The lilly pilly (riberry) is one of the most popular plants in Australia today, particularly for hedging and topiary. Lilly pillies are evergreen rainforest plants with glossy green leaves. Many varieties have flushes of colourful new growth, ranging from brilliant pink to a red-brown. In spring to early summer most lilly pillies have fluffy white or greenish flowers followed by long lasting red, purple or whitish berries.
The fruit matures from December to February, being a pear shaped red berry, known as a Riberry, growing to 13 mm long, covering a single seed, 4 mm in diameter.
The tree commonly only reaches 7 metres in cultivation. The berry has a tart, cranberry-like flavor, that has a hint of cloves. It has been popular as a gourmet bushfood since the early 1980’s, and is commercially cultivated on a small-scale basis. The fruit is most commonly used to make a distinctively flavoured jam, and is also used in sauces, syrups and confectionery.
Riberry Caramel Sauce – combine 220gm brown sugar and 250ml water, stir to dissolve, bring to boil. Cook approx 6 mins until dark caramel. Add 60ml fish sauce. Toss in 100gm deseeded riberries. Spoon over braised pork belly and serve immediately.
Lillipilli Apple Crumble
Peel 12 apples and chop into small chunks.
Place in a saucepan with 60gm sugar and 250ml water. Cook 30 mins.
At the last minute add 100gm lillipillies (riberries). Stir and then transfer the mix to an oven dish.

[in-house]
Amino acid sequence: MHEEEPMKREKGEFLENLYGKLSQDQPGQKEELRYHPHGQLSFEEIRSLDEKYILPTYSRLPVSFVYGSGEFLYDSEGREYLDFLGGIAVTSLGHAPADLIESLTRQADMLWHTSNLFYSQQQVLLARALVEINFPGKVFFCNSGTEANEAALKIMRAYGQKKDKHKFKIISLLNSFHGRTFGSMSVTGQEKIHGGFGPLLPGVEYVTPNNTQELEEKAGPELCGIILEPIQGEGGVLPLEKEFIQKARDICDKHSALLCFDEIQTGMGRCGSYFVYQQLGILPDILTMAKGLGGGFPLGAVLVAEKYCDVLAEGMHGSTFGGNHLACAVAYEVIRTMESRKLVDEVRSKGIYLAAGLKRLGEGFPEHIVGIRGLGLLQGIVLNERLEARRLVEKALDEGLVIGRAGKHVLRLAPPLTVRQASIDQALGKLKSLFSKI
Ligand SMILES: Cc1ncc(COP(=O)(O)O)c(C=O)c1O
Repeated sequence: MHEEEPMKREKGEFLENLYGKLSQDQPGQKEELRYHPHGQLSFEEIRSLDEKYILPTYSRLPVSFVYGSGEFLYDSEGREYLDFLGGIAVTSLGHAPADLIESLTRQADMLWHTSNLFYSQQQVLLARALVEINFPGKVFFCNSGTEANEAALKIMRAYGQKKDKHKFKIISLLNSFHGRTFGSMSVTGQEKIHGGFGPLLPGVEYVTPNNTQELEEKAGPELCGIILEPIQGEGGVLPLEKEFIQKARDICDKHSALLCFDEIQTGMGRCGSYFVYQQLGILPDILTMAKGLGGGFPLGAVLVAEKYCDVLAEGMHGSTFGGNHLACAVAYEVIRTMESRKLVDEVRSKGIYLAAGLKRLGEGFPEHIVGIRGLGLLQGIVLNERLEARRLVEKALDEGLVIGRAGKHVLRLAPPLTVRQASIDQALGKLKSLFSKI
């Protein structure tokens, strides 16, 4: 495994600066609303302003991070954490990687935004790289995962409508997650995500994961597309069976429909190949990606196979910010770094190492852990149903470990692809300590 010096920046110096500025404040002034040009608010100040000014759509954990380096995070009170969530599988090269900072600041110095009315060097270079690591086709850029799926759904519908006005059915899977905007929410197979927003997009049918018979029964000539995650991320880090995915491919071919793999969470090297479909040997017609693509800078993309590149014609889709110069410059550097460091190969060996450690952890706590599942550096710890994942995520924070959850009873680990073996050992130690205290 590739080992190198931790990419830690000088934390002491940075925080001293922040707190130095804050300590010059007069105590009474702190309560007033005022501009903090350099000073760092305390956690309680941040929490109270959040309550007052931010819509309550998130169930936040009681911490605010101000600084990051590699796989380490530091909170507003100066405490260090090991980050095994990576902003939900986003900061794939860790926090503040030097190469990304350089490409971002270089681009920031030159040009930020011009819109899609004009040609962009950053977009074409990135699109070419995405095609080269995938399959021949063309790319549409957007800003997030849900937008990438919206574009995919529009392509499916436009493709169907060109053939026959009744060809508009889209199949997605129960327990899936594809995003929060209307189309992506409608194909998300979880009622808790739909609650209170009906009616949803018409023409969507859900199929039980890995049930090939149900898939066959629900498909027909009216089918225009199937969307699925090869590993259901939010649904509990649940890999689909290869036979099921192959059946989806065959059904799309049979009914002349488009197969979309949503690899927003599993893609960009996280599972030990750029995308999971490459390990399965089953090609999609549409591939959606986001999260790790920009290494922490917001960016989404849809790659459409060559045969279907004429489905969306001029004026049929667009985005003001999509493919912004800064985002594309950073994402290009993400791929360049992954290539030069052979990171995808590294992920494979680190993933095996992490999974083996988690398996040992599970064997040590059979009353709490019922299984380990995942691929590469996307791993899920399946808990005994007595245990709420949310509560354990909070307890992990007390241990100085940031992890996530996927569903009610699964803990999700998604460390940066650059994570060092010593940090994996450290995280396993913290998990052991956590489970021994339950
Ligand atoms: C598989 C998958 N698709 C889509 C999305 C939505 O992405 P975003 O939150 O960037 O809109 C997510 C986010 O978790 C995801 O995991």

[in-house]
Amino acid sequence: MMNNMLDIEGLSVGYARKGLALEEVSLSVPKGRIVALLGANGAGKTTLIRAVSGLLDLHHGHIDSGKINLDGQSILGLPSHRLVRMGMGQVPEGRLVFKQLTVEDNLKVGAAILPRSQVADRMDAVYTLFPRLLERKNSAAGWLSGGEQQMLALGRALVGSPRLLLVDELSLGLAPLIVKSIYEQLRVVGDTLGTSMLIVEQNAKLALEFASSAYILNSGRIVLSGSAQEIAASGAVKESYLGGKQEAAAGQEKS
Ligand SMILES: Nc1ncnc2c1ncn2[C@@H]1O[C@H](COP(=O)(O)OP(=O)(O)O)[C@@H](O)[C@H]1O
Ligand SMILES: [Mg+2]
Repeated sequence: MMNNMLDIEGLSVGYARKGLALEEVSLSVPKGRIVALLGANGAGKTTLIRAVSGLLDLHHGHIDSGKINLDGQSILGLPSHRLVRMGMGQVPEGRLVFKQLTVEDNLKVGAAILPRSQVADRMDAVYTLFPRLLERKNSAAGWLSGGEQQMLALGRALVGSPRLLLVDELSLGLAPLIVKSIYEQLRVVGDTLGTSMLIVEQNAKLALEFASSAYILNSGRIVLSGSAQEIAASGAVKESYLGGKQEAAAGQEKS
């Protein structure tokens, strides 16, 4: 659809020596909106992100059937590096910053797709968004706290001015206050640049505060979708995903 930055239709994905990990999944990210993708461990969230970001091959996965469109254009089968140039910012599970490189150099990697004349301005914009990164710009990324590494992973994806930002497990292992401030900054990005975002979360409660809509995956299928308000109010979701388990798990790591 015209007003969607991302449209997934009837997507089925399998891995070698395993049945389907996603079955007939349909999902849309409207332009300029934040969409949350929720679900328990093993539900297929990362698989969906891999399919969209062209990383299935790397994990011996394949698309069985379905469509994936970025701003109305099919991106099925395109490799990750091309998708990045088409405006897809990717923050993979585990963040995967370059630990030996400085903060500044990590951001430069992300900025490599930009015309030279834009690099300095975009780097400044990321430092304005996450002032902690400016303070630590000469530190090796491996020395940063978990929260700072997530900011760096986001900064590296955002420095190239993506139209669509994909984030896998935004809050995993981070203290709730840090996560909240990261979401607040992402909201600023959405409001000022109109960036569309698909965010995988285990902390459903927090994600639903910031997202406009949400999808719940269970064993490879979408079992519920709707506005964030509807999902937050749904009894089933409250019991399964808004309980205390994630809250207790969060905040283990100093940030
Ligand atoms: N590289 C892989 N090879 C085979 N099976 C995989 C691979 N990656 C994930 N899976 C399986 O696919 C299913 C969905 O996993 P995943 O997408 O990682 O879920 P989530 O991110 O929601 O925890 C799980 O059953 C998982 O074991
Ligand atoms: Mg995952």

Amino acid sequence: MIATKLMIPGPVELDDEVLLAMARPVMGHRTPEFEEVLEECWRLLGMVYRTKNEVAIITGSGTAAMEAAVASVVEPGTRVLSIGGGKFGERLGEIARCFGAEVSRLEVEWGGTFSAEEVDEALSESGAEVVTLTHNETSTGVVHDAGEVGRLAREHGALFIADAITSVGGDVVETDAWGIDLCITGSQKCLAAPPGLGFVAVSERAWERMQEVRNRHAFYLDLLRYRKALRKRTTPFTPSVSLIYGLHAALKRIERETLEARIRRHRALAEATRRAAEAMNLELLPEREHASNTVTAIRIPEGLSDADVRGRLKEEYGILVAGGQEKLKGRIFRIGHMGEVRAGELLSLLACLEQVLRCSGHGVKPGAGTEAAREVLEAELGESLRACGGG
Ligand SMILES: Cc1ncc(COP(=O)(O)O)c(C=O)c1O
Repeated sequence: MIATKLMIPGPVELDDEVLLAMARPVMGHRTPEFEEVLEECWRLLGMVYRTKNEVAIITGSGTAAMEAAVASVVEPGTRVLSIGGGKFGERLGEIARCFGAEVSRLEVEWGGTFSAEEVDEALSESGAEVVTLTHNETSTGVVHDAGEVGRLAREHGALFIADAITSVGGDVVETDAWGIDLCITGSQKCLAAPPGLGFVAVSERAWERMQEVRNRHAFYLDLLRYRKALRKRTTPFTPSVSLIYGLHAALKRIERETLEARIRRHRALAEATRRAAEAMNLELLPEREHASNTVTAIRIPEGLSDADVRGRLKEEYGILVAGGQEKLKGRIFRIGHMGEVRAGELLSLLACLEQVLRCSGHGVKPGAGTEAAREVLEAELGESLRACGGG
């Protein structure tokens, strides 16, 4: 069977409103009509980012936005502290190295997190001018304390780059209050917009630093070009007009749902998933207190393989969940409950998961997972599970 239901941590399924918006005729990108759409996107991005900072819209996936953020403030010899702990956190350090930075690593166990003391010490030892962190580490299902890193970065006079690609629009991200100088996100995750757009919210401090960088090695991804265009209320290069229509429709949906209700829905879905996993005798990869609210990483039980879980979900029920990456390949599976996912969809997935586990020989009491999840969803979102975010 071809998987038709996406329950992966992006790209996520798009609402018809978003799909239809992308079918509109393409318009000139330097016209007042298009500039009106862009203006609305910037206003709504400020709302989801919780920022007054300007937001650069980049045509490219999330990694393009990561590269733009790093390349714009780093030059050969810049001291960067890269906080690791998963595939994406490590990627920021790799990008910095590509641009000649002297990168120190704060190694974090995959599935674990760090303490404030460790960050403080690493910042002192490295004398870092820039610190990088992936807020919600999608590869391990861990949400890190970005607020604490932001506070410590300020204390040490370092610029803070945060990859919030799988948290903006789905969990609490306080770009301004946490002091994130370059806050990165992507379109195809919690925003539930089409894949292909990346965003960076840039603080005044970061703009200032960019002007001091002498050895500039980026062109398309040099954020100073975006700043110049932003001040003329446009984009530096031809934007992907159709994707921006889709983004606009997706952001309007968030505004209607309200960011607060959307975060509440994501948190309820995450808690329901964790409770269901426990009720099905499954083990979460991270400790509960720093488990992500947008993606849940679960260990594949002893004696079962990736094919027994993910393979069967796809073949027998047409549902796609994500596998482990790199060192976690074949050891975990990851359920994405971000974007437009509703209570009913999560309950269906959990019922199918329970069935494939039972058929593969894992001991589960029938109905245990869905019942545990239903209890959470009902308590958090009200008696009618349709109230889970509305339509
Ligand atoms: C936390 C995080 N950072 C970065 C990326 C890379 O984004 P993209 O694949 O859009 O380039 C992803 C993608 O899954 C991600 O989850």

Rub together a cup of flour and 2 Tbspns butter until it looks like breadcrumbs.
Mix in half cup each of brown sugar and rolled oats.
Pat the crumble over the lillipilli/apple
Bake at 180C oven for 25 minutes
500gm ripe red lillypillies (riberries)
4 ½ cups white sugar
½ cup of corn syrup
Wash and dry the lillypillies.
Place the fruit in a heavy based saucepan and just cover with water. Simmer very gently till they start to look transparent.
Drain, keeping back 1 cup of liquid. Put the lillypillies into a baking dish in a single layer.
Add the liquid to the saucepan again with ½ cup of the sugar and all the corn syrup.
Turn up heat and bring to the boil. Boil gently for 1 minute.
Pour over the lillypillies on the baking dish and leave in the fridge overnight.
The next day, pour the syrup back into a saucepan and add a further half-cup of the sugar. Heat it once again to dissolve the sugar heat to dissolve, bring to the boil, then pour over the fruit and leave overnight.
Repeat daily using ½ cup of the sugar each day until there is no sugar left and the syrup is really thick and syrupy.
On the last day, put the lillypillies into sterilised jars and pour the syrup over. Seal and store for at least 3 weeks before using.